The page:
Tuesday, December 22, 2015
For Christ himself has brought peace to us. He united Jews and Gentiles into one people when, in his own body on the cross, he broke down the wall of hostility that separated us. Ephesians 2:14(NLT)
A professor I studied with at Duke was a “Gen-X’r”. He didn’t give tests, but rather moved the class along with mini-projects, breaking into small groups for interaction; he builds a sense of community so the whole class can work on a learning curve together.
(Not exactly the Little House on the Prairie school marm teaching the three R’s!)
To a 1940’s-born Baby Boomer it is chaos.
Give me a book, three quizzes, a mid-term and a final and I’ll get an “A”. Force me into small groups and I break into a cold sweat.
There has always been a gap between generations. I’m certain I gave my parents more gray hair than they deserved. When it was my turn to be the parent, I was the one on the receiving end. When my son was a pre-teen he would get lazy about cleaning his room (big surprise!). Elizabeth would drop a hint or two, but never get any results.
Then, inevitably, one day while our son was at school, the white tornado would visit his room, restoring order and reclaiming a view of the floor surface. When Jason would come home in the afternoon you could hear it all over the house: Oh NO! She trashed my room again!
One person’s orderliness is another’s chaos!
So what does chaos have to do with Paul’s letter to the Ephesians? There’s a connection between Paul and Moses. Listen to the first and second verses of the creation account in Genesis:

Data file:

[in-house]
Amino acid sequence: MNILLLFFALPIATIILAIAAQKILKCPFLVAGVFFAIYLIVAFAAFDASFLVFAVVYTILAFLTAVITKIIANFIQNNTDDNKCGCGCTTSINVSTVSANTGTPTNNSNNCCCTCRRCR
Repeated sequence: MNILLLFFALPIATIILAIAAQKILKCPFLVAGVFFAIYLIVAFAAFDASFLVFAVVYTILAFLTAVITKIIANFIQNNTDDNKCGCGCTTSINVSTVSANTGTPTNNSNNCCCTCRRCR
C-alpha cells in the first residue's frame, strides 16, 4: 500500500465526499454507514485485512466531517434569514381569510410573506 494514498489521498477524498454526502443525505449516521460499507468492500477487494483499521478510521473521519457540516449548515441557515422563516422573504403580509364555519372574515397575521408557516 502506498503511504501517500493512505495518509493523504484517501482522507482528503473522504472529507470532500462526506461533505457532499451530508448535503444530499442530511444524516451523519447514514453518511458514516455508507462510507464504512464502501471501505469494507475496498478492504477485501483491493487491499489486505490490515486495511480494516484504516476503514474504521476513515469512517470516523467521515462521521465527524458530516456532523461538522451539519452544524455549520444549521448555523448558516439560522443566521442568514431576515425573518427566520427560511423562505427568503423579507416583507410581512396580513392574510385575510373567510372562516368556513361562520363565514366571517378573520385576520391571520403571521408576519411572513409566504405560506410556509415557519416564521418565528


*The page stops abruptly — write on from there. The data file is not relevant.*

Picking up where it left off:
In the beginning when God created the heavens and the earth, the earth was a formless void and darkness covered the face of the deep, while a wind from God swept over the face of the waters. Genesis 1:1 - 2(NRSV)
That expression formless void in Hebrew is bo'-hoo, and it means to be empty. Formless, empty and covered in darkness; this is the very essence of chaos. (That also pretty much describes my room when I was a teen).
Paul uses the word peace a couple of times in his letter to the Ephesian church. This word is eirēnē, and it means to join (as in knit back together that which was broken apart). When healthy bones are broken due to an injury, often they knit back together stronger than before the break.
On the one hand we have chaos – void, empty and dark – a kind of brokenness; on the other hand we have peace – brokenness being healed, knit back together. This is the kind of peace of which Paul spoke.
Peace and chaos – words and worlds that collide!
The conclusion of Advent, our waiting, is only a few days away. Could it be that God wants to use this time of anticipation to knit something together for you…bring healing and strength to some brokenness?